May 13, 2017: Ecology
Rachel C Wooliver, Zachary H Marion, Christopher R Peterson, Brad M Potts, John K Senior, Joseph K Bailey, Jennifer A Schweitzer
Increasing rates of anthropogenic nitrogen (N) enrichment to soils often lead to the dominance of nitrophilic plant species and reduce plant diversity in natural ecosystems. Yet, we lack a framework to predict which species will be winners or losers in soil N enrichment scenarios, a framework that current literature suggests should integrate plant phylogeny, functional trade-offs, and nutrient co-limitation. Using a controlled fertilization experiment, we quantified biomass responses to N enrichment for 23 forest tree species within the genus Eucalyptus that are native to Tasmania, Australia...
May 13, 2017: Ecology
E A McKinnon, C Artuso, O P Love
No abstract text is available yet for this article.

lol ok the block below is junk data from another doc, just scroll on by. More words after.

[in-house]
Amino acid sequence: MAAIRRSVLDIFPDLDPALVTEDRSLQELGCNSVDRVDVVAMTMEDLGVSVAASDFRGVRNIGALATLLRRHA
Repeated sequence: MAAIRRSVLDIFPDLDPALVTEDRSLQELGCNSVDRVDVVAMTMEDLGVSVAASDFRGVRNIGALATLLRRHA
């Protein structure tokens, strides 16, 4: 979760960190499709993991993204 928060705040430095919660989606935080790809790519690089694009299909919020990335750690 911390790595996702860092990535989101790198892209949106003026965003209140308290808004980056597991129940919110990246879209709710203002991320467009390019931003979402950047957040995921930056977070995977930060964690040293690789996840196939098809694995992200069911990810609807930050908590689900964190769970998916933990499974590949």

May 12, 2017: Ecology
Camille L Stagg, Donald R Schoolmaster, Ken W Krauss, Nicole Cormier, William H Conner
Coastal wetlands significantly contribute to global carbon storage potential. Sea-level rise and other climate change-induced disturbances threaten coastal wetland sustainability and carbon storage capacity. It is critical that we understand the mechanisms controlling wetland carbon loss so that we can predict and manage these resources in anticipation of climate change. However, our current understanding of the mechanisms that control soil organic matter decomposition, in particular the impacts of elevated salinity, are limited, and literature reports are contradictory...
May 10, 2017: Ecology
Thijs van Overveld, Manuel de la Riva, José Antonio Donázar
No abstract text is available yet for this article.
May 8, 2017: Ecology
J Sean Doody, David Rhind, Brian Green, Christina Castellano, Colin McHenry, Simon Clulow